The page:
Has it only been a year that we drastically shifted our lives? About a year ago this image with a video arrived from BC. It features our grand-daughter fully immersed in her weekly dance class via ZOOM.
It was also the time I was creating my first series of humble masks for ourselves and to share with non-sewing friends and neighbours. The predictions were that this would all be over in two weeks to a month… famous last words, as the saying goes!
These were also the days I would “head for the hills” adjacent to our house overlooking frozen Buffalo Pound Lake in Saskatchewan. I made it my mission to navigate the hills every day, rain or shine, even in strong spring winds that swept across the prairies and through the valleys. It helped me tremendously in coping with the uncertainty around the world. Reports from Europe and especially from Germany (where I still have family and friends) were dire and soon we learned to accept that mask wearing, thorough handwashing and physical and social distancing would be around for a while. I am not sure if I would have ventured a guess that it would be much different a year later. I remember talking with friends and my cautious optimism had long made peace with the fact that these measures will be here for much longer than a year.
Fast forward to March 2021 and many of us have actively reflected on the past 12 months. Some have even baked a cake and lit a candle to commemorate Covid’s First Birthday…
Yesterday I had time to reflect on the past year during a 3 + hour solitary beach walk. The weather was stunning with a bright blue sky, a light breeze and a very low tide. I decided to head out at the last minute to make sure I could be back for the weekly Creative Cluster in the afternoon. I asked a couple friends to come along but everyone had committed to other activities already. I don’t mind getting out on my own… it clears the cobwebs of the mind and helps me put life in perspective.
Colin dropped me off at the local campground and I started walking toward a landmark I had long wanted to explore.
The images are just straight out of my phone. I was making one picture after another and my battery was getting really depleted. It was difficult to ration my attention… there were so many photo ops. From Geological formations billions of years old to driftwood, pink clam shells, crystal encrusted rocks to my destination of “Clark’s Head” I was fully immersed in the ever-changing landscape and its infinite beauty. Navigating the rocky terrain around “Clark’s Head” I discovered another formation that resembled an ancient dinosaur. I just had to get closer. But by the time I reached the intriguing rock it had lost its magical appearance.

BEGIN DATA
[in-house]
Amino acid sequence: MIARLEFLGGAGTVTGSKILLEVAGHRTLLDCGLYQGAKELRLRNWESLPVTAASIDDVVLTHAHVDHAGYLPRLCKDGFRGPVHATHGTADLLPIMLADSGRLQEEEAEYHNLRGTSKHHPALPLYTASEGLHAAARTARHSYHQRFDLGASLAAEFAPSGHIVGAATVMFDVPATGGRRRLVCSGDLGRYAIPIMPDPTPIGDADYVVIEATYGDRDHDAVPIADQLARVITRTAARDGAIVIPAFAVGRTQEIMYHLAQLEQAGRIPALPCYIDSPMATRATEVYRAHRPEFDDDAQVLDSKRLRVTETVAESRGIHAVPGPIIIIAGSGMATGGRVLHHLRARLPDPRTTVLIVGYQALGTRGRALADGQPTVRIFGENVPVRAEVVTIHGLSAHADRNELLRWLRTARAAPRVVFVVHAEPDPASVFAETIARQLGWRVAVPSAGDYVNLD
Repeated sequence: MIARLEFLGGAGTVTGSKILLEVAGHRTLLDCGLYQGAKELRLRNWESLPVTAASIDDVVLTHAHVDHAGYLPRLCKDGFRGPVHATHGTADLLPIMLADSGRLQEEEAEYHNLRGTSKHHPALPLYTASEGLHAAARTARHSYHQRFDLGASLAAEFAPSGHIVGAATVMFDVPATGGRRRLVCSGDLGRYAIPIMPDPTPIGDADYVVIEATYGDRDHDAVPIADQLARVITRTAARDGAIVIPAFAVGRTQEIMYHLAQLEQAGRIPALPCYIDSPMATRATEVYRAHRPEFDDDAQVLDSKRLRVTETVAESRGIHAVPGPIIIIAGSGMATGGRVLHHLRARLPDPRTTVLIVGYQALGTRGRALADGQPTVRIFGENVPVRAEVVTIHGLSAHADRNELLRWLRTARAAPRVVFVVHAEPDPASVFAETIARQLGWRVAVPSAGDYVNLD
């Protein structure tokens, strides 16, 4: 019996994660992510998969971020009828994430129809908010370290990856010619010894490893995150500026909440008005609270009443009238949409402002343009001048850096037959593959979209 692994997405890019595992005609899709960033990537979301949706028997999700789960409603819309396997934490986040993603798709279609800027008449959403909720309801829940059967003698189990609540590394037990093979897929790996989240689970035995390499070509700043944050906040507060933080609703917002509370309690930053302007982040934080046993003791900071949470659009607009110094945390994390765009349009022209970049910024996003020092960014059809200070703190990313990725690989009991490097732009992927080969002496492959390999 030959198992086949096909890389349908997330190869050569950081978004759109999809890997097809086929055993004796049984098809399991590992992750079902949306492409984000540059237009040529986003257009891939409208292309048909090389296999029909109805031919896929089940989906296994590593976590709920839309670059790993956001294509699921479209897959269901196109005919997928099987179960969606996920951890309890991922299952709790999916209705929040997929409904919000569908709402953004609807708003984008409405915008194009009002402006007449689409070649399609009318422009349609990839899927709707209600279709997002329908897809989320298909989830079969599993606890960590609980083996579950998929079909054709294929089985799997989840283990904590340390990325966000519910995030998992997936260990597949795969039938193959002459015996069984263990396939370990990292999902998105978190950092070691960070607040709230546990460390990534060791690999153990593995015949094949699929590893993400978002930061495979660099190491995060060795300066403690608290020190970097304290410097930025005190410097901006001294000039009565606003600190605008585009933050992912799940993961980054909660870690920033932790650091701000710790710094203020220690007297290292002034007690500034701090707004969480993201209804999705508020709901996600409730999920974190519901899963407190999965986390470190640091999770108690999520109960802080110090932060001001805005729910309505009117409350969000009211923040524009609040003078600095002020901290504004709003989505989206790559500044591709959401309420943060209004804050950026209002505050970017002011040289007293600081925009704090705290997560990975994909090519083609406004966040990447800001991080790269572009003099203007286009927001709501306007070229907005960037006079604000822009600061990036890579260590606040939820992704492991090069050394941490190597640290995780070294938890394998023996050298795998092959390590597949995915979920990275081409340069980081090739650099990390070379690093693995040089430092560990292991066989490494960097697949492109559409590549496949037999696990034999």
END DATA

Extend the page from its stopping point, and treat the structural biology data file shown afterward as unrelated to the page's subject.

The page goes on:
The arch at “Clark’s Head” is awe-inspiring and I moved in as close as I could. On the north side huge boulders made exploration difficult and since I was by myself I had nobody to spot me in case I slipped and got injured. I was able to get a little closer from the southern side from where I had originally approached it. The thought that this was as impressive as an ancient Roman or Greek architectural structure entered my mind and I have to admit that my emotional response was overwhelming.
I know I will return to “Clark’s Head” again. Next time I plan to bring along a knapsack with a battery charger for my phone, some water and the space to haul out a few rock discoveries. 😉
On my way back to the campground I ventured out onto the red mud and sandbanks that had emerged as the tide was retreating. This is what I discovered and followed along for some distance:
The red sandstone cliffs in the background used to be joined to this seam of red sandstone on the tidal flat. This is the kind of phenomena that really drives home how ancient these coast lines are. I have had friends from out West comment on the “dirty” waves or water… Well, this is one reason why the water here is tinted with red. I don’t think I will ever stop my love for learning! Before I knew it I had passed my original drop off point. I told Colin I would text him once I was close to the entrance to the campground. But once I had passed that point I challenged myself to just keep walking toward Parrsboro. It was a lovely walk (just under 15 km) and I only met two people at the very beginning of my hike. The rest of the way I never saw another soul… Just like when I was navigating the Western Hills of the Qu’Apelle Valley in Saskatchewan.
So, a year ago I headed for the hills, these days I head for the beach for my walking therapy. I truly believe that getting out and connecting with nature is the best way to take things as they present themselves. We can’t really change much about Covid restrictions but we can change our personal outlook and attitude.
And, just so you don’t think this is all about my Nova Scotia beach walks: Earlier this week I came across an interesting article that I wanted to share.
Have a look at this essay. I love this Picasso quote copied from it here: The idea that some people see more possibilities than others is central to the concept of creativity.
It’s Wednesday and I am about to venture out with my Walking Group to explore another beach. We had some fog earlier this morning but it has burned off now and the sun is once again illuminating the river at the end of our property. I really look forward to today’s destination called “Soley’s Cove”. It’s a short drive toward the town of Economy. I was assured that it is another magical place. We will be walking on the mud flats at low tide with red sandstone cliffs towering above. Can’t wait!
Hope you are all able to enjoy a sunny spring day! Anna